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Compelled To Serve and Empower

By Jeremy Resmer | Senior Director of Projects

Working in orphan care, I frequently hear people talk about the latest orphanage and residential care models and how they are different from the ones that came before them; how the homes replicate a small, family environment where a widow (or house parents) cares for five or maybe up to ten children and provides the love and affection of a mother (and father). The children receive adequate shelter, food, medical care, and education. At times, they even take classes to learn important life and vocational skills and, in some cases, attend university. To be sure, these are good things. I get especially excited when I hear that these children are given opportunities and training that empower them to be economically independent and help themselves and their communities as they grow up.

Families Are Best However, the fact remains, children grow best in families. Biological families to be exact. This idea is backed up by years of evidence-based research as well as scripture. Any attempt to replace the love and care of a permanent biological (or extended) family should be secondary. Truly, orphanages of any kind are not a permanent solution to the complex challenges and needs facing orphaned and vulnerable children, especially when the children in orphanages have living parents. For those that do not, many have extended family members in the community or nearby that are willing and able, albeit financially, to care for these kids. It may not look exactly like we, in the West, typically expect and there may be economic hurdles the family will face, but it keeps children in families and connected to their communities. We believe that children growing up in financially-challenged families are better off than children growing up in freshly, painted orphanages with nice beds.

At World Orphans, we talk a lot about preserving and strengthening families and working with the local church to develop appropriate solutions in the context of the culture and, particularly, the community. We believe, wholeheartedly, that the church maintains the relationships and, in connection with local governments, NGOs, and businesses, has the experience to offer encouragement and the best solutions for vulnerable families.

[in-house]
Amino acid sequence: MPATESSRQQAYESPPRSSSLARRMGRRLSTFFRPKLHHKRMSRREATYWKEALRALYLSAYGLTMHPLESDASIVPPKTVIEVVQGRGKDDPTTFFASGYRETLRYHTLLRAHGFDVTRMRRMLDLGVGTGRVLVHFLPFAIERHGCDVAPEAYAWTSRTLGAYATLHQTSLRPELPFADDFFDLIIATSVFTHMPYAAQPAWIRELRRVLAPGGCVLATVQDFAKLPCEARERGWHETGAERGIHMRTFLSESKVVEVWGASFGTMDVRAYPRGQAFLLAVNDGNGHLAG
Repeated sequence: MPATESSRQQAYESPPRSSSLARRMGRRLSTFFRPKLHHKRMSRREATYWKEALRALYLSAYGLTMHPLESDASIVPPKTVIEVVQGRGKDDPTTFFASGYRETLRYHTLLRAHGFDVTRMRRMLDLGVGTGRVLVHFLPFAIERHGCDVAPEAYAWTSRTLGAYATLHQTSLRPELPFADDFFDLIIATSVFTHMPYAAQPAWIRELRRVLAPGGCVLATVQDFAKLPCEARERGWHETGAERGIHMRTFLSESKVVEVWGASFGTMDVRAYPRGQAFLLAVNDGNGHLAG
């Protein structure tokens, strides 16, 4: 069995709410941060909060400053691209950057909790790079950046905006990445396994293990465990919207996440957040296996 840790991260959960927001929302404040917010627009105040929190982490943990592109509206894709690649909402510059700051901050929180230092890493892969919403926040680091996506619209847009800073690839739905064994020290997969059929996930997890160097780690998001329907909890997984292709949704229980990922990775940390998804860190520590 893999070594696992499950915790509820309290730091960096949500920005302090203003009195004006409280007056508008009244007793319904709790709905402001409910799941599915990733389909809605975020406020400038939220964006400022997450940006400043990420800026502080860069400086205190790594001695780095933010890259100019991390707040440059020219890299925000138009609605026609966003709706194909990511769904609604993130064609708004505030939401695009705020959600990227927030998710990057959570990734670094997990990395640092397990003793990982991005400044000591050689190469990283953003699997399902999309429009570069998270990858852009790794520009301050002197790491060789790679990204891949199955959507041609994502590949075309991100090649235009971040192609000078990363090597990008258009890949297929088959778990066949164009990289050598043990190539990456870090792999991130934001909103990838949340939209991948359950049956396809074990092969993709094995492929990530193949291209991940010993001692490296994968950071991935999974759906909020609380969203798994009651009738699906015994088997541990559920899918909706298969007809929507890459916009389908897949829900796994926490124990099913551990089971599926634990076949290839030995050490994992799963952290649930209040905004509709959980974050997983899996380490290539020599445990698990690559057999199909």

An Example: Verbo Sur Let’s look at one of our partners in Nicaragua. Heyler Rodriguez is the pastor of Verbo Sur Church in Managua. He has an incredible vision for families in his community. Not only is he passionate about sharing the gospel, he wants families to experience a better life in this world. Right here. Right now. He lives in his community and knows it well. Pastor Heyler is constantly listening and looking for ways to serve and meet real needs. His ministry isn’t focused inward toward his church property but rather pushes outward, overflowing into the community of Colinas del Memorial Sandino.

A few years ago, Pastor Heyler noticed several problems facing single mothers. There were no options for affordable daycare. Every day, many single mothers were forced to make very difficult decisions: stay at home and care for the kids with no income, go to work and leave the children home unsupervised, or take the children to work. As you can imagine, each of these creates problems. The family has to pay rent and eat. Not working is seldom an option. Leaving the children at home exposes them to significant risks including physical and sexual abuse. Taking the children to work prevents them from attending school and receiving an education that is so desperately needed.

Based on his observations and discussions with members of the community, Pastor Heyler was determined to help. Through partnership with World Orphans, Verbo Sur Church created a child development center that offers very affordable, and in some cases, no-cost daycare for families in the community. This ministry allows parents to drop off their preschool-aged children at the church for the day and enables mom and/or dad to go to work and earn a living or attend school in hopes of obtaining better employment opportunities. The child development center provides nutritious meals, quality classroom instruction, and teaches stories from the Bible. It focuses on meeting the physical, spiritual, mental, and emotional needs of the children in a familiar community setting while freeing parents and caregivers to earn livelihoods and meet the financial needs of the family. There are between 12 and 25 children in the program at any time.